WELLFLEET — “We got the money, baby!” crowed Edward Englander, the Boston attorney who represents the HDYLTA Trust, on Tuesday following the closing of the sale of the trust’s shellfish flats to the town for $2 million. “We like them apples!”
Englander was referring to the trust’s name, which stands for “How Do You Like Them Apples?” and which he said he came up with 20 years ago after engineering the purchase of the same flats for four local shellfishermen for $25,000.
This week’s transaction was approved by a town meeting vote in April and had been scheduled to close on Sept. 20, but was delayed when a surveyor engaged by the town calculated the acreage at 162 rather than the 254 specified in the trust’s offer.
Town officials decided to await the results of an appraisal. On Friday, Oct. 25, the town issued a press release: “After receiving the appraisal from Shepard Associates, LLC, the Selectboard unanimously voted to approve the Order of Taking of the entire HDYLTA Trust Property. The appraisal, for $2,450,000, came in well over what Town Meeting voters voted to pay at the April 2019 Town Meeting, which was $2,000,000. The Board anticipates the closing will happen soon. More information will be forthcoming after the closing.”
The Friday vote was taken by three select board members in closed session. Michael DeVasto and Helen Miranda Wilson recused themselves.
Details of the closing, for which a new deadline of Oct. 28 had been set by the town and the trust, remained hazy on Tuesday the 29th as the Independent went to press.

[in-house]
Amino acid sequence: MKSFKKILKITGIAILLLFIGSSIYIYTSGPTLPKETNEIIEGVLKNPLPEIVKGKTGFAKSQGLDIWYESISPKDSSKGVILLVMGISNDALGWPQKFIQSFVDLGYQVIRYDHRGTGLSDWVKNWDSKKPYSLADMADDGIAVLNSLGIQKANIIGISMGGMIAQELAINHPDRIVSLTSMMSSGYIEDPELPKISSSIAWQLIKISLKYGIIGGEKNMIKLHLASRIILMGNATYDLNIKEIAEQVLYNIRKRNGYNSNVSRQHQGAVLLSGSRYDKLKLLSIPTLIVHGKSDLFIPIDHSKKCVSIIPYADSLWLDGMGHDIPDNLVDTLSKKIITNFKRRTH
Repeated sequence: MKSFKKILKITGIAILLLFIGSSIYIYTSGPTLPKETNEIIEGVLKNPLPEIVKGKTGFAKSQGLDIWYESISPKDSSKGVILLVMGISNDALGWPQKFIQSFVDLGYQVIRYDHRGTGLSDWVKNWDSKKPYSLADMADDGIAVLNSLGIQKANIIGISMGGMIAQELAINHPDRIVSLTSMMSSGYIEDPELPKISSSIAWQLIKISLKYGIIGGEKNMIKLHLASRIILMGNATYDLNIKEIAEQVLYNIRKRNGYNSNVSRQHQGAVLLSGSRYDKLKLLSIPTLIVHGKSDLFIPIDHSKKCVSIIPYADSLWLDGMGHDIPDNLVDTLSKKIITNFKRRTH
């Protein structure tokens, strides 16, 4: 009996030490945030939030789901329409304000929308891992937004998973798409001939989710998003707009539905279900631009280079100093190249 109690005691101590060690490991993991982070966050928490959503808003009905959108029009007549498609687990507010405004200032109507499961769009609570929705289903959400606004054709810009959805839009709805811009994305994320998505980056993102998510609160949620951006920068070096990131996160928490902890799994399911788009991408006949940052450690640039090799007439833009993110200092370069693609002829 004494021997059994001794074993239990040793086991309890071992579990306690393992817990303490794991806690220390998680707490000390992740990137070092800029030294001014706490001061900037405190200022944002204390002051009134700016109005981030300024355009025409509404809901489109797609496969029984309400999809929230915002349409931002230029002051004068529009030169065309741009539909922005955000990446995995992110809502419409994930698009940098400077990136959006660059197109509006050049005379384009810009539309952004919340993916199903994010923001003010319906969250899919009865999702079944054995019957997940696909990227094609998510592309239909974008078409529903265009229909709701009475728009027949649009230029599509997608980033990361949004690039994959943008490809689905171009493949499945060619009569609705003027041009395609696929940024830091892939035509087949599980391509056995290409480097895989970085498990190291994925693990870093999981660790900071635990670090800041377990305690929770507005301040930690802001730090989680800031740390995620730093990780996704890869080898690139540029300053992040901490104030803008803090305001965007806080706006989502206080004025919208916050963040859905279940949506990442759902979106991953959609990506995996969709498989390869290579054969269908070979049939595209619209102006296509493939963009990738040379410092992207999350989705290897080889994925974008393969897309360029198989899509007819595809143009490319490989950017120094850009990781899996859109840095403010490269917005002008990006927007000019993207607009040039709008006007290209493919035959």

Englander, in a phone interview, said that the closing had taken place as scheduled. “They all agreed when the appraisal came in,” he said. Town Administrator Dan Hoort said by email on Tuesday that the selectmen “signed closing papers on Friday. Sale was recorded on Monday. Transaction is complete.”
But Janet Reinhart, select board chair, said by email Tuesday, “The closing did not take place yesterday. Waiting to hear from both lawyers.”
Lawyer Katharine Lord Klein, who represents the town in the negotiation with HDYLTA, did not respond on Tuesday to phone and email messages.
Efforts by the Independent to obtain a copy of the appraisal were unsuccessful.
Hoort told the Wellfleet Finance Committee on Oct. 23 that once the closing took place the appraisal would be released as a public document. “Once it closes there’s no reason not to release all the information,” he said.
On Tuesday, however, Hoort did not respond to questions about why the appraisal had not yet been made public and when he planned to do so. Reinhart said, “I do not have the actual appraisal.”